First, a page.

KEY FEATURES: Introduces students to developing research questions and shows their importance in driving research design. Rarely taught topics, such as how to enter and clean data, offer students information missed in both research methods and statistics courses. Shows how to write up survey results for academic, business and nonprofit reports to alleviate the confusion students feel about how to write up findings. Rigorous treatment of sampling focuses on many sampling issues from probability theory to weighting. Offers the process of actually conducting a survey with advice on administering surveys, incentives, and improving response rates.

How Do We Display and Report These Bivariate Statistics?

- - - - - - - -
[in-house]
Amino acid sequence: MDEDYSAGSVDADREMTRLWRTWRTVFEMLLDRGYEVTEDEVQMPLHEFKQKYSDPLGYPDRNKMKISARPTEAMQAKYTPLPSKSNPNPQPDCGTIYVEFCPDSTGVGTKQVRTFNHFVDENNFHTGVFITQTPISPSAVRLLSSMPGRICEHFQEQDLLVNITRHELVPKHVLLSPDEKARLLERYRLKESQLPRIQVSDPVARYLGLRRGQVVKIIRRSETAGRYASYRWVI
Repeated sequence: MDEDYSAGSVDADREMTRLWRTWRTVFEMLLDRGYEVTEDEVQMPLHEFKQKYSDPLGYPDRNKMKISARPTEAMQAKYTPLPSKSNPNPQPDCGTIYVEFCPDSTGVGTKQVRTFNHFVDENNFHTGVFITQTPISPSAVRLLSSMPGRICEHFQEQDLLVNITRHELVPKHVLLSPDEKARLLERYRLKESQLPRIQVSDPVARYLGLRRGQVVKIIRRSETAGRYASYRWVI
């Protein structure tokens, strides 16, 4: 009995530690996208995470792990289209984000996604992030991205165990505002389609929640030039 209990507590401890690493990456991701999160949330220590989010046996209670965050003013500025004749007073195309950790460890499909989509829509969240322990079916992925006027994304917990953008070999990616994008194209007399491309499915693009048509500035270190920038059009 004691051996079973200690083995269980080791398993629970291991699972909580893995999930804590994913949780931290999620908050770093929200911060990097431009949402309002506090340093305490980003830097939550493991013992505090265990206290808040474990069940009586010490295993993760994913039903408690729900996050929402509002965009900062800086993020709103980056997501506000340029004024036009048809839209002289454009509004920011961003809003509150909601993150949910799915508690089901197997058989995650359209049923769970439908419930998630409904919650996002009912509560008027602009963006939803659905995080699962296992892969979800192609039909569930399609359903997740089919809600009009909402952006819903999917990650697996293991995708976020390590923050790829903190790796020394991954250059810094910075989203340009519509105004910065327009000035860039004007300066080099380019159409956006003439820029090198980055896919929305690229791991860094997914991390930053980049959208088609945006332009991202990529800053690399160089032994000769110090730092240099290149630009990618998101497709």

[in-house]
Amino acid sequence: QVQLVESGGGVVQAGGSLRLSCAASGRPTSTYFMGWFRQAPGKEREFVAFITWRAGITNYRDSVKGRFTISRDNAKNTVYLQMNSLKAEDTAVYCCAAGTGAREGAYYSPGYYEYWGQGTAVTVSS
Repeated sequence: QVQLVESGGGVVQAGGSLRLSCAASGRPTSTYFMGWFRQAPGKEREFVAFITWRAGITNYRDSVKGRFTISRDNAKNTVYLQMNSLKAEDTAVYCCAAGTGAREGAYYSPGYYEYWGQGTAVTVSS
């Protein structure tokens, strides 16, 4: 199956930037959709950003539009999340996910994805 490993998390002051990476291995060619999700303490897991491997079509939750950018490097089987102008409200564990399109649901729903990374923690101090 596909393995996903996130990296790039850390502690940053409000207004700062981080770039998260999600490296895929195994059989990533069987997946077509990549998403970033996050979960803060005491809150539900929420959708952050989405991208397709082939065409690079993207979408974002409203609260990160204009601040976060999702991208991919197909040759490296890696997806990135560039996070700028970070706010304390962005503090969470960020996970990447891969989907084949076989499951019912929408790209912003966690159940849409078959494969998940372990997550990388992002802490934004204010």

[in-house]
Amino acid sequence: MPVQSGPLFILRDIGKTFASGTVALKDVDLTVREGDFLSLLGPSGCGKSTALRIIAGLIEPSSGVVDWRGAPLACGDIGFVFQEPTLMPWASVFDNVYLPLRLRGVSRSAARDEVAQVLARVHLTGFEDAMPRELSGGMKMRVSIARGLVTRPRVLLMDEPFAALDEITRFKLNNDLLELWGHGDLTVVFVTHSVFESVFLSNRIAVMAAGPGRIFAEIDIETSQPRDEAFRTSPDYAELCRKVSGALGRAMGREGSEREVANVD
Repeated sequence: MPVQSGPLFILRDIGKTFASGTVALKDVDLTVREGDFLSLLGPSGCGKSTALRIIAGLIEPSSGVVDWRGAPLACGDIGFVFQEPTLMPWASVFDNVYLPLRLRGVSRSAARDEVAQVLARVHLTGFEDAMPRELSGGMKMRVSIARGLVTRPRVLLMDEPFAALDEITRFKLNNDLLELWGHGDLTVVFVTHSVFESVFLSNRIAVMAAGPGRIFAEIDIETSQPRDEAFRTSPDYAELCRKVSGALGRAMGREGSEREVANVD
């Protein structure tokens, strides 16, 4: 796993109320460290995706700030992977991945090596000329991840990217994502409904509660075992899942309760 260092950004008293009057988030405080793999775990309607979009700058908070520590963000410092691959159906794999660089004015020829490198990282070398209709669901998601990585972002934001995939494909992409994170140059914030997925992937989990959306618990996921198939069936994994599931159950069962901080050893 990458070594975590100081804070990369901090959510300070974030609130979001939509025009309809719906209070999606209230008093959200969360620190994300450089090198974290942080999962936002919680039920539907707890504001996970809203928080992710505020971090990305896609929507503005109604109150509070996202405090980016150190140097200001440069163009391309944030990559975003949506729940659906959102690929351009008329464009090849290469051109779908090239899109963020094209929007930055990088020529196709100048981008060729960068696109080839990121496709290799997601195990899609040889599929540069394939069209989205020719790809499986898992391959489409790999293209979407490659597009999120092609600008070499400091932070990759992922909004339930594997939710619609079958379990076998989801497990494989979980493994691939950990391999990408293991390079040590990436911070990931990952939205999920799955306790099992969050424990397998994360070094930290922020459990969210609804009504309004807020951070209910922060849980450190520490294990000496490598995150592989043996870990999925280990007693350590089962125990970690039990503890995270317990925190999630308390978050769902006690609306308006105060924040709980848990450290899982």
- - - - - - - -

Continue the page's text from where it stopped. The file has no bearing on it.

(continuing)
Erin Ruel

There are two important pieces of information that need to be presented from bivariate analyses: (1) some form of point estimate for the association, and (2) the P-value that lets us know the association is significant. What exactly is displayed will depend upon the bivariate association procedure used.

If we are presenting a correlation, then we do not need to display the entire correlation table that a statistical package provides to us. We can simply state the size of the correlation. For example, in Q83 we correlated education and income. We can say “Education and income are moderately and positively correlated at .455, and the association is statistically significant at P <.0001.”

If presenting on means ...

  • Loading...
locked icon

Sign in to access this content

Get a 30 day FREE TRIAL

  • Watch videos from a variety of sources bringing classroom topics to life
  • Read modern, diverse business cases
  • Explore hundreds of books and reference titles